What the future brings
Exploring sustainable solutions for greenhouse adaptation and survival
November 17, 2023 By J Lynn Fraser
Greenhouses are ecosystems. They are complicated systems that ‘live’ due to the interaction of lifeforms that include humans (staff), insects (occasionally animals), chemical and technological processes, and energy inputs and outputs all occurring in a niche environment. The greenhouse niche is part of a broader environment comprised of other ecosystems (networks) such as power grids.
A greenhouse needs to adapt and evolve to survive. This has been true since the invention of a rudimentary greenhouse that grew cucumber-like vegetables year-round for Roman emperor Tiberius (AD 14–37) to the first artificially heated greenhouse in Korea in the 1450s to the first ‘modern’ greenhouse — the UK’s Chelsea Physic Garden (1681).1 It will be true when food is grown on Mars.
In the future, lighting, energy sources, control systems, and plants can rely on academic and industry research to anticipate and provide sustainable solutions for future needs.
Strength in diversity and flexibility
“We have to make a sharp turn to reduce our carbon footprint,” comments Dr. Rupp Carriveau, Director of the Environmental Energy Institute, University of Windsor. Carriveau notes that are potential energy sources for Canada and commercial greenhouses that are controversial but energy efficient.
SMR nuclear that refers to small modular nuclear reactors. Proponents of SMRs argue that they offer a low-carbon energy source. SMRs are “smaller, simpler, and cheaper nuclear energy” that can be used in a mixture with other energy sources while offering, for example, an alternative to diesel for remote communities in the North.2 The younger generation of greenhouse growers, Carriveau believes, are more receptive to SMRs with replicable designs that are factory made.
Energy security lies in relying on diverse energy sources. Although Canada is a reluctant adopter, floating solar photovoltaics (FSP) is a viable energy alternative according to Carriveau. This emerging tech involves placing photovoltaic panels on controlled bodies of water like runoff ponds to reduce land use and reliance on rooftops.
Hydrogen is another future energy source states Carriveau. Hydrogen fuel cells can be used to create electricity, water, and limited heat. Hydrogen has the capacity to store energy created from renewable energy to be used at a time when energy demand and/or prices are low.3 Energy sources like these balance out fluctuations in power sources like wind.
Fruit waste, like what most of us find in our refrigerators, is intriguing to a group of researchers at UBC Okanagan. They are studying ways to turn fruit waste, solids and leachate, into a usable form to power fuel cells.4 The future holds promise for this fuel source because Canadians are chronic food wasters. Landfills in B.C., for example, account for 40 per cent of organic waste.4 Every year, 60 per cent of the food Canada produces, approximately 35.5-million metric tonnes, is thrown out.4 Food waste as fuel is not an uncomplicated solution to supplying energy. There are greenhouse gas emissions (GHGs) to contend with, pests, odours, and the risk of local water contamination.5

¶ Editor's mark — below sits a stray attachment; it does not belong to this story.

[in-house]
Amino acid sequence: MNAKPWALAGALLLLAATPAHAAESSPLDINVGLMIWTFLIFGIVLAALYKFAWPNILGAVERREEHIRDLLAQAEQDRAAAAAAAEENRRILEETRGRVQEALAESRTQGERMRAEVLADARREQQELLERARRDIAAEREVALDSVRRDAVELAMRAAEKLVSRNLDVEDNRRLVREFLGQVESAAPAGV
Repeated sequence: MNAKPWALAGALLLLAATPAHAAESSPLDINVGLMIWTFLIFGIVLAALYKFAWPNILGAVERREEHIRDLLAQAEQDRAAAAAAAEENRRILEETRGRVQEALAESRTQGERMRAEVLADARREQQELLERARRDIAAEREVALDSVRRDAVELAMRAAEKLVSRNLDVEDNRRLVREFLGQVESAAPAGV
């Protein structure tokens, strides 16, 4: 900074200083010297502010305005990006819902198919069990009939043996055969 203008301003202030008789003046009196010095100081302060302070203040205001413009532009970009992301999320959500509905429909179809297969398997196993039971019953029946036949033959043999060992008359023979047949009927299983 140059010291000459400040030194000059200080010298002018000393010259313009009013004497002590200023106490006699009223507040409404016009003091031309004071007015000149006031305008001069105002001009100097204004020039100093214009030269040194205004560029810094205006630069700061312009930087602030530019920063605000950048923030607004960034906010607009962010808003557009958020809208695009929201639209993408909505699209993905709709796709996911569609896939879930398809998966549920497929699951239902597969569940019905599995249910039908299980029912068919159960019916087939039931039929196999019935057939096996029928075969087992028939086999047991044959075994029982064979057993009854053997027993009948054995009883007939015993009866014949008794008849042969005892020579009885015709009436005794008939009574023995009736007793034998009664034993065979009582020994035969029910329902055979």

Biomass gasification takes advantage of emitted GHGs. This process treats food and agricultural waste with oxygen, steam, and heat to create the gases that can become a fuel called syngas.5 This is created from a combination of hydrogen, methane, carbon monoxide, and carbon dioxide.5 Locally made biomass is cost effective.6 In Canada, biomass is largely sourced from industrial and agricultural residues that are easy to store but come with high transportation costs. Some types of biomass are associated with deforestation and use of agricultural land so, fine tuning the sources will need to be addressed for it to be a sustainable alternative fuel.
Learning by light
The use of dynamic LEDs allows for a degree of control over the spectrum of light that reaches greenhouse crops. Dr. Bernard Grodzinski and Telesphore Marie, a PhD student, at the University of Guelph’s Department of Plant Agriculture, are researching controlled environment agriculture in regards to metabolism, photosynthesis, and plant productivity, funded by OMAFRA, OGVG, and Nunhems-BASF.
“Research is focussed on daily lighting programs that deliver lighting cues at specific times of day,” Marie comments. The process is called circadian rhythm entrainment.
“Plants, and all living organisms, have naturally rhythmic inner genetic programming that we can tap into by synchronizing our management practices. The programs can be adapted depending on the species, the plants’ life-cycle stages, and the desired management practices at the commercial operation,” Marie said.
Benefits of the program include savings on both electricity and capital expenses. “LED fixtures supply less light intensity while being spread out over a longer photoperiod. The researchers’ goal is to achieve the same daily light integral as found in more conventional approaches,” Marie says.
Their research is conducted with Calgary-based Genoptics LED where the components for the technology are Canadian made. “This research, in the future, will be scaled-up for greenhouses,” Grodzinski notes.
“AI will be a huge factor in the future. There will be a ‘cool’ integrated system that controls standard environmental variables in addition to the lighting to create robust circadian rhythms,” Marie said.
Something in the air
When plants and fruits mature, they release ethylene. When this occurs in a greenhouse environment baby plants absorb ethylene and ‘age’ before they become ripe. In a greenhouse in a country that is warm year-round removing ethylene is easy and energy efficient. This is not true for northern countries — especially in winter. It will also not be true in space or on the moon or on Mars. Such greenhouses are closed systems. In such an environment, ethylene that harms baby plants has to be removed in an energy efficient manner. As well, air that has to be drawn into a greenhouse has to be heated efficiently. Dr. Jafar Soltan, Associate Dean Research and Partnerships & Professor, Chemical and Biological Engineering, at the University of Saskatchewan, studies how to remove ethylene from closed systems greenhouses.